Additionally, utilising principles from the Cognitive Functional Therapy (CFT) approach may be useful – this is outlined in Sandy Hilton’s Research Reviews on CFT and the RESTORE trial. To summarise the summaries (see what I did there!) – people may need help to make sense of their pain and manage maladaptive behaviours. Additionally, exposure with control can be a valuable tool (described in detail in the CFT Review), and is a principle which overlaps with the progressive approach I have outlined below.

NOTE: one mistake I’ve made in my career in general is pushing people with activities which are safe, but beyond their confidence level. Mike Stewart recommends asking people their confidence with activity on a scale (zero = no confidence at all, five = full confidence); if the client’s confidence is less than three, the activity needs to be dialed back.

Step 1b: Lifestyle factors

Healthy lifestyle behaviours are another key component of the CFT approach described by Sandy Hilton; factors such as poor sleep, comorbid mental illness, obesity, smoking and/or poor diet can contribute to sensitivity and may represent a considerable roadblock to progress.

Once you have addressed these factors, you can begin to work on the lumbar flexion progressions 👇

Step 2: Cat camel or childs pose

The cat camel (sometimes referred to as cat cow) is a popular stretch for back pain and for good reason – many people with LBP tolerate it well. So this is the first place to start when implementing some flexion-based training with your client.


Step 3: Flexion in sitting

This takes two phases – firstly, it’s best to start with partial flexion by instructing your client to bend their elbows to about 90-100 degrees, lower their arms until their forearms touch their legs, and then flex forward as far as they can comfortably. Once they can tolerate this, the next phase is encouraging the client to touch the floor with their hands from a sitting position.

*NOTE: if there is discomfort during any step, simply adjust the activity by reducing the range of movement.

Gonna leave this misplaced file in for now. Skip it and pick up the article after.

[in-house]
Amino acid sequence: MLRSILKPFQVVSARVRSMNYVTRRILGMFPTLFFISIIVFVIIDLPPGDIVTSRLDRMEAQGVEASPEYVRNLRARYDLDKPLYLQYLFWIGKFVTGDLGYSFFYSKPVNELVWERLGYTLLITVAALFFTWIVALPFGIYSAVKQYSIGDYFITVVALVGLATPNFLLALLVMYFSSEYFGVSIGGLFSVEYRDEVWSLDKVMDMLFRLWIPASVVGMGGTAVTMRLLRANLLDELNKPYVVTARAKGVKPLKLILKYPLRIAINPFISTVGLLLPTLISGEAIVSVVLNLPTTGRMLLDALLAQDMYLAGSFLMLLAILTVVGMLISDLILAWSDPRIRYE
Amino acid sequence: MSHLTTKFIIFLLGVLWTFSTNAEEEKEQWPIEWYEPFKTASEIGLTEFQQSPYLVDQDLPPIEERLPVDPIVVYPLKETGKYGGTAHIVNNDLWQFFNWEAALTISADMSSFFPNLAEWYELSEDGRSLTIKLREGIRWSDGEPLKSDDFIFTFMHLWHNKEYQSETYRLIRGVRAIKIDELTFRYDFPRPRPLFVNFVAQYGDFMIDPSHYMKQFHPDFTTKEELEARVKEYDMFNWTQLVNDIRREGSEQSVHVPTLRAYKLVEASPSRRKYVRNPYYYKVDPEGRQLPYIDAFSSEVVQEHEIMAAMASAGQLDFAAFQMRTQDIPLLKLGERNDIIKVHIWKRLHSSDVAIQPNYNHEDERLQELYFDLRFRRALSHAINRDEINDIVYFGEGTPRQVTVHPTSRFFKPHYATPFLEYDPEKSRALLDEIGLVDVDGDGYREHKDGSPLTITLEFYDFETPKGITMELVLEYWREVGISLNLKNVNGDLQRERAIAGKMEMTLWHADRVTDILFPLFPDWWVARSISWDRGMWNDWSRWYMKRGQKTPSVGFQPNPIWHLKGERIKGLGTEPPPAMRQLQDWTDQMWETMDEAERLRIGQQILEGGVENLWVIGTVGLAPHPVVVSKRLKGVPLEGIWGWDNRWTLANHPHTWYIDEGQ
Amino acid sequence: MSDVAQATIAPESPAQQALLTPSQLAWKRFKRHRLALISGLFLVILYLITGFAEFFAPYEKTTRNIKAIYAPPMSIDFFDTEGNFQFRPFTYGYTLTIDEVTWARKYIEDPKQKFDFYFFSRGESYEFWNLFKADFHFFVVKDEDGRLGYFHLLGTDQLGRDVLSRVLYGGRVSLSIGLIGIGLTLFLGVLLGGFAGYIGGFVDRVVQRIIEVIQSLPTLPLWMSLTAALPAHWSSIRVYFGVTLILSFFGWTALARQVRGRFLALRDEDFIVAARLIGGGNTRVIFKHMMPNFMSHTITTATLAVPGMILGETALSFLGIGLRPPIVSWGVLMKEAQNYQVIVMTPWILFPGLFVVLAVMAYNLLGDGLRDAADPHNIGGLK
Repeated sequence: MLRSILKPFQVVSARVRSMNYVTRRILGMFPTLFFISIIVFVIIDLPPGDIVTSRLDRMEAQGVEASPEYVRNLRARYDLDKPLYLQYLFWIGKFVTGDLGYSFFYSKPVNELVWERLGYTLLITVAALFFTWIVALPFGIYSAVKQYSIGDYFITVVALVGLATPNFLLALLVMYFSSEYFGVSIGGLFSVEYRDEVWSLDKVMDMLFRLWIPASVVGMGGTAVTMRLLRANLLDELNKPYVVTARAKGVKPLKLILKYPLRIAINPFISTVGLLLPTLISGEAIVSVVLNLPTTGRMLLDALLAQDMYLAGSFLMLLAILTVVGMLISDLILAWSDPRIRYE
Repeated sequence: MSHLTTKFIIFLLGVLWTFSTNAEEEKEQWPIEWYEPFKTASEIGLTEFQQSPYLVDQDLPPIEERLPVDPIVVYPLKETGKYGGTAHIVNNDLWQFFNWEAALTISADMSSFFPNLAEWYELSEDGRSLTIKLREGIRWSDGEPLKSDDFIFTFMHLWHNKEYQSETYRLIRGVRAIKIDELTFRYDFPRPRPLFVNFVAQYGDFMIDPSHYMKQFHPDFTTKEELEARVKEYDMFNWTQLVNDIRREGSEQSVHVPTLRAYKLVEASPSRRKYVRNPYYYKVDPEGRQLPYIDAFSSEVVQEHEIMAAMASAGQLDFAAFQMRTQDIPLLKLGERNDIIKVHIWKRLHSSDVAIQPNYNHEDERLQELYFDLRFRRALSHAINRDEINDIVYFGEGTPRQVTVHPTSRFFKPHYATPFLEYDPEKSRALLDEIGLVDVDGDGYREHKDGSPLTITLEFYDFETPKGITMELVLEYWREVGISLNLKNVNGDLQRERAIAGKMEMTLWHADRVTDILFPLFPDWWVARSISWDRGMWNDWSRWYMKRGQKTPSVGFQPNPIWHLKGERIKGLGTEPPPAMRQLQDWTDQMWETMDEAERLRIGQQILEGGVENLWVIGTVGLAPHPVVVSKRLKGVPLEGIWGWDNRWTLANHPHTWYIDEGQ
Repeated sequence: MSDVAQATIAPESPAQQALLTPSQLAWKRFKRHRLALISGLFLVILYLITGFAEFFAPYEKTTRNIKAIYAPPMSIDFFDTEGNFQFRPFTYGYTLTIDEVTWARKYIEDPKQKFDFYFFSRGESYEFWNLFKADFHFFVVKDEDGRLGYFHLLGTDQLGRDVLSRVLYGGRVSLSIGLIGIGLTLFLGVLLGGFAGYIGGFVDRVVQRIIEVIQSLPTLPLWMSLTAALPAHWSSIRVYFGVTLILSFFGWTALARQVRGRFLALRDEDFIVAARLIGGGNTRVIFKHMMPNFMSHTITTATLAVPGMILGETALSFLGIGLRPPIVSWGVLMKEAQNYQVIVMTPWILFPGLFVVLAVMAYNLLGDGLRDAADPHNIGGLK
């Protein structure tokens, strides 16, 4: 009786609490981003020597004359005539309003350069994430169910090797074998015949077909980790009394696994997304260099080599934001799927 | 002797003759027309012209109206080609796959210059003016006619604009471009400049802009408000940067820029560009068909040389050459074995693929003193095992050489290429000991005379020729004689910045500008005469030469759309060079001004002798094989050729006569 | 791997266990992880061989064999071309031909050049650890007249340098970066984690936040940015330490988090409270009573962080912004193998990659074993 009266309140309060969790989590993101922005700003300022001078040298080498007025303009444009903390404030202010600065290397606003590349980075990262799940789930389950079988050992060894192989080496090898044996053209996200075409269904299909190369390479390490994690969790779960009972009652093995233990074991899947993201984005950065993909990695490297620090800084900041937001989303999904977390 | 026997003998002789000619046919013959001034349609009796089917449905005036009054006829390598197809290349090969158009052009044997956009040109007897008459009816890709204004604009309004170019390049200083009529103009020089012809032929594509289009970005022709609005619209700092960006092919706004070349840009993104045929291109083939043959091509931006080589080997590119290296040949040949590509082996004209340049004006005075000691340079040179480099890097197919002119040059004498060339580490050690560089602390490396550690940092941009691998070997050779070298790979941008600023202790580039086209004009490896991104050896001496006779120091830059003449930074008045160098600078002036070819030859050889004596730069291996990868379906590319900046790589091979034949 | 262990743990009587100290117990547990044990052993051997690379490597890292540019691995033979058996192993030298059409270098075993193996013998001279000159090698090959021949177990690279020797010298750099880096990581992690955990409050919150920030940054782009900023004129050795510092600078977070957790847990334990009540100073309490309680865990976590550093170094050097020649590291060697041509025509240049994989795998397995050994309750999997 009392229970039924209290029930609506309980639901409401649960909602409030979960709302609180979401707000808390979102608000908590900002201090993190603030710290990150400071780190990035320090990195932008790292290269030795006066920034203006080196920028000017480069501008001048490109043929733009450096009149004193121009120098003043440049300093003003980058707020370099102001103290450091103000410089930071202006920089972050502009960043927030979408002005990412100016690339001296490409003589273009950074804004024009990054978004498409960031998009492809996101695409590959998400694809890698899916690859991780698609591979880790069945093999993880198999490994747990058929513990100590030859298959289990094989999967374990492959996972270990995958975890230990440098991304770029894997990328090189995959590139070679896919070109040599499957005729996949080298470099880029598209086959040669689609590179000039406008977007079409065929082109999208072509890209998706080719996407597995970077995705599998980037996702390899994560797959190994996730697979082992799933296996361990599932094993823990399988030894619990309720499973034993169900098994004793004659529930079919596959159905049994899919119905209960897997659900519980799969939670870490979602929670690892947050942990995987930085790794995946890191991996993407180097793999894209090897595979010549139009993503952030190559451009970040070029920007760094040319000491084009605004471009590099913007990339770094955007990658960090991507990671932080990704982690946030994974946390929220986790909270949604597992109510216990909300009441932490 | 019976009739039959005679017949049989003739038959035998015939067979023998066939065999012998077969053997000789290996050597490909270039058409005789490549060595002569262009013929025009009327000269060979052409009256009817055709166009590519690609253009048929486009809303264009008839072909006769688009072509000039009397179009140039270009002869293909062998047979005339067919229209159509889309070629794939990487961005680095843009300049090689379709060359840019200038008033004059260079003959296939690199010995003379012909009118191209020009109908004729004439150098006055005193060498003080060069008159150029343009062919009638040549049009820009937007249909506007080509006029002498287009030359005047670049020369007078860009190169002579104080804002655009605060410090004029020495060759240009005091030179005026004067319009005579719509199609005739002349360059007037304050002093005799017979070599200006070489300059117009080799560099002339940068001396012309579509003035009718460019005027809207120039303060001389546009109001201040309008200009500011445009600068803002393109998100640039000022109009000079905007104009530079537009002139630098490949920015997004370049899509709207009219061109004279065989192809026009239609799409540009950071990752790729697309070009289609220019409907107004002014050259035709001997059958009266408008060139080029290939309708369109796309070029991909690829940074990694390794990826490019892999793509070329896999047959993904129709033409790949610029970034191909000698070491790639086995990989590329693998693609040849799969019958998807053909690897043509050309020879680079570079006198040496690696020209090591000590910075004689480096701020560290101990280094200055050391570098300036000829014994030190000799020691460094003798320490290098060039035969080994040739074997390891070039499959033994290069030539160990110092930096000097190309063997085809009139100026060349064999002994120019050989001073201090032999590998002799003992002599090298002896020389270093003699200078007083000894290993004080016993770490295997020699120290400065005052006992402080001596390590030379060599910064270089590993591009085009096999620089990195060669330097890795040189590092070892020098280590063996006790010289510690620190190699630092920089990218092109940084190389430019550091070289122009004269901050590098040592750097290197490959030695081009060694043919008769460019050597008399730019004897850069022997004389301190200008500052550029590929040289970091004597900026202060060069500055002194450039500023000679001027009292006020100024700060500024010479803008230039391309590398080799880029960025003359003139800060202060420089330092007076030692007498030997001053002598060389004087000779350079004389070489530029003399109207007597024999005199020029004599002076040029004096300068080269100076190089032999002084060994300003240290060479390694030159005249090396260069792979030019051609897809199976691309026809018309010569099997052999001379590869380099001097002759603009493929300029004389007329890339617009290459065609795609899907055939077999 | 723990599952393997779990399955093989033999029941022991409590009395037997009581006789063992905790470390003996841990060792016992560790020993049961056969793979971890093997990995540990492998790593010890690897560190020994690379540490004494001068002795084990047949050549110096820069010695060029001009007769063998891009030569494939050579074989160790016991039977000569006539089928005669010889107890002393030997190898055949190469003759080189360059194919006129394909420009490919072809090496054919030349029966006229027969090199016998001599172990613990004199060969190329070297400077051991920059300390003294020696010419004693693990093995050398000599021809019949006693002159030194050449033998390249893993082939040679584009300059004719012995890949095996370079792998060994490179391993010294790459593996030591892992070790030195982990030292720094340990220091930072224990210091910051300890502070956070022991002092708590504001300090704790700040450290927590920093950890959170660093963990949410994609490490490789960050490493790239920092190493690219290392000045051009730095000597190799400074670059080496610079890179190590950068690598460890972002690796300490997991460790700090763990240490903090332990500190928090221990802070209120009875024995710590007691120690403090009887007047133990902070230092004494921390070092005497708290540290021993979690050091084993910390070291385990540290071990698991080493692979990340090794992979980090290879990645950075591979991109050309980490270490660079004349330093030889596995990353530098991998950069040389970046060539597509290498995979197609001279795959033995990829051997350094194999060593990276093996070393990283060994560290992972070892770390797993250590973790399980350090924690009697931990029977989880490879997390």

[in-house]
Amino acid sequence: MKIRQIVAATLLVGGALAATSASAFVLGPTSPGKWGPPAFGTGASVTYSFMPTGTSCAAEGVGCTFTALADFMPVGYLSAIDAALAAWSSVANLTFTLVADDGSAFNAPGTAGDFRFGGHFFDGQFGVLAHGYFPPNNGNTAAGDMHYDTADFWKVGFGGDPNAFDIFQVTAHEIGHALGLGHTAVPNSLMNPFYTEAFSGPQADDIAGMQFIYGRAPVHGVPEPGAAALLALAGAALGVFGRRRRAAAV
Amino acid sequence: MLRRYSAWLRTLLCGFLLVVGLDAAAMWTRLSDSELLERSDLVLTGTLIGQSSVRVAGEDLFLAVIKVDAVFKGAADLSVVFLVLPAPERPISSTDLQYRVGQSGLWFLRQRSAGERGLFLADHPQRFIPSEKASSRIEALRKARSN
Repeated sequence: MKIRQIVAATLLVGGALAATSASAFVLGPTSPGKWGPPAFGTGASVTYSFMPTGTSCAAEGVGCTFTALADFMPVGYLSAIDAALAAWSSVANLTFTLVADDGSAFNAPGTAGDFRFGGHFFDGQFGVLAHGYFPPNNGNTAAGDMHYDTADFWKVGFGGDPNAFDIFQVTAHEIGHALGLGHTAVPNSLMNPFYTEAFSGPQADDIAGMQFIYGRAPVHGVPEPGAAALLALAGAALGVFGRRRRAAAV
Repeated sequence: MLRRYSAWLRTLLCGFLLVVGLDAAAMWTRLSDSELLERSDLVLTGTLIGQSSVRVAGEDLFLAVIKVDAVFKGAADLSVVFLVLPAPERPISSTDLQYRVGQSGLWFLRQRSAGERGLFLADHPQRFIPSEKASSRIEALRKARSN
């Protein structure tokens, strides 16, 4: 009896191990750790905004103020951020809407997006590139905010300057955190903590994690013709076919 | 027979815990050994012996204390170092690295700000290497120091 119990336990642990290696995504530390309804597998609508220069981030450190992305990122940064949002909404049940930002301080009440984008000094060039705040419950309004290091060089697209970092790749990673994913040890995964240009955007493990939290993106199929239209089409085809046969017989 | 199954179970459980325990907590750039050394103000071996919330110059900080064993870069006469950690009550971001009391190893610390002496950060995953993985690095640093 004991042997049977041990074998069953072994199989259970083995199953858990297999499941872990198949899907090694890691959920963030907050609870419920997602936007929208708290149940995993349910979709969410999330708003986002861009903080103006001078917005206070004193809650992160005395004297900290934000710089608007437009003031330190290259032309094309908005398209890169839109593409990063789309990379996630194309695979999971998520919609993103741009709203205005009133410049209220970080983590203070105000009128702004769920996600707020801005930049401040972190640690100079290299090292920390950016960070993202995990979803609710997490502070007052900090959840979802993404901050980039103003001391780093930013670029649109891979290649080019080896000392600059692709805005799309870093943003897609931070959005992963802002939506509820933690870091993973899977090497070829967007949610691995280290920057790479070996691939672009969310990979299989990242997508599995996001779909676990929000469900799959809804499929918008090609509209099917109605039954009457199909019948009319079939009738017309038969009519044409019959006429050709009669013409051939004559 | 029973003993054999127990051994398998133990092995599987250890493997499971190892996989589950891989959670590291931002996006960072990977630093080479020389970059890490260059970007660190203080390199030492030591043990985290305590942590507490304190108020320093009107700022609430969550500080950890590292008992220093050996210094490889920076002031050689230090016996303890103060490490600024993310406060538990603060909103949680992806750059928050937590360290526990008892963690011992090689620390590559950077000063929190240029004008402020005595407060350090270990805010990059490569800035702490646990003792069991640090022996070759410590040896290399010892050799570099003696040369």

Step 4: Flexion in standing

This is exactly what it sounds like! It may sound counterintuitive – but I find people who can do seated flexion usually don’t have problem with unloaded flexion in standing.


What about flexion-related sports?

My approach is generally similar, although there is limited research on disc adaptation in the sporting context so I do proceed more cautiously than with other activities. Two considerations I take when training for flexion-based sports are:

  • Keeping activity volumes below a painful threshold (e.g. if 30 minutes of cycling in a flexed position is uncomfortable, I advise 15-20 minute sessions)
  • Increasing volume methodically – in this situation I’m guided by Tim Gabbett’s research (even though his research isn’t on the specific topic) – I do not increase the weekly volume by more than 20% of the average volume from the previous month (e.g. if biking average of 20 minutes per session last month, I wouldn’t increase above 24 minutes per session)


Wrapping up

As with other topics I’ve written about, I understand these recommendations are very likely to change over time with the ever-evolving nature of research, but I hope this gives you some guidance on how to progress your clients into flexion-based activities safely and comfortably. As always – thanks for reading!

If you’d like to learn more about the research on task-specific fears in chronic low back pain, check out Todd Hargrove’s full Research Review HERE.